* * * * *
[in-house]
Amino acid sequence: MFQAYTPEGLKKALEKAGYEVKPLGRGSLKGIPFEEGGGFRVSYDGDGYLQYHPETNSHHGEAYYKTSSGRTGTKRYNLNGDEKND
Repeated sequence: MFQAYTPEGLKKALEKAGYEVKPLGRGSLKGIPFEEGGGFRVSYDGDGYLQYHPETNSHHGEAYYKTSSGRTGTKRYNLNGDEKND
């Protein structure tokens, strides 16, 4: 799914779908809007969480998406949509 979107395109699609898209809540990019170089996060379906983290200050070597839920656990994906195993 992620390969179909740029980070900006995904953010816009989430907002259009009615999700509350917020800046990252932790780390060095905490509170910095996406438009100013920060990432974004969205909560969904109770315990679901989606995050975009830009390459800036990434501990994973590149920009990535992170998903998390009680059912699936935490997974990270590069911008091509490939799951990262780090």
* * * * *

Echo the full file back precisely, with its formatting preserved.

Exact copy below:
[in-house]
Amino acid sequence: MFQAYTPEGLKKALEKAGYEVKPLGRGSLKGIPFEEGGGFRVSYDGDGYLQYHPETNSHHGEAYYKTSSGRTGTKRYNLNGDEKND
Repeated sequence: MFQAYTPEGLKKALEKAGYEVKPLGRGSLKGIPFEEGGGFRVSYDGDGYLQYHPETNSHHGEAYYKTSSGRTGTKRYNLNGDEKND
């Protein structure tokens, strides 16, 4: 799914779908809007969480998406949509 979107395109699609898209809540990019170089996060379906983290200050070597839920656990994906195993 992620390969179909740029980070900006995904953010816009989430907002259009009615999700509350917020800046990252932790780390060095905490509170910095996406438009100013920060990432974004969205909560969904109770315990679901989606995050975009830009390459800036990434501990994973590149920009990535992170998903998390009680059912699936935490997974990270590069911008091509490939799951990262780090």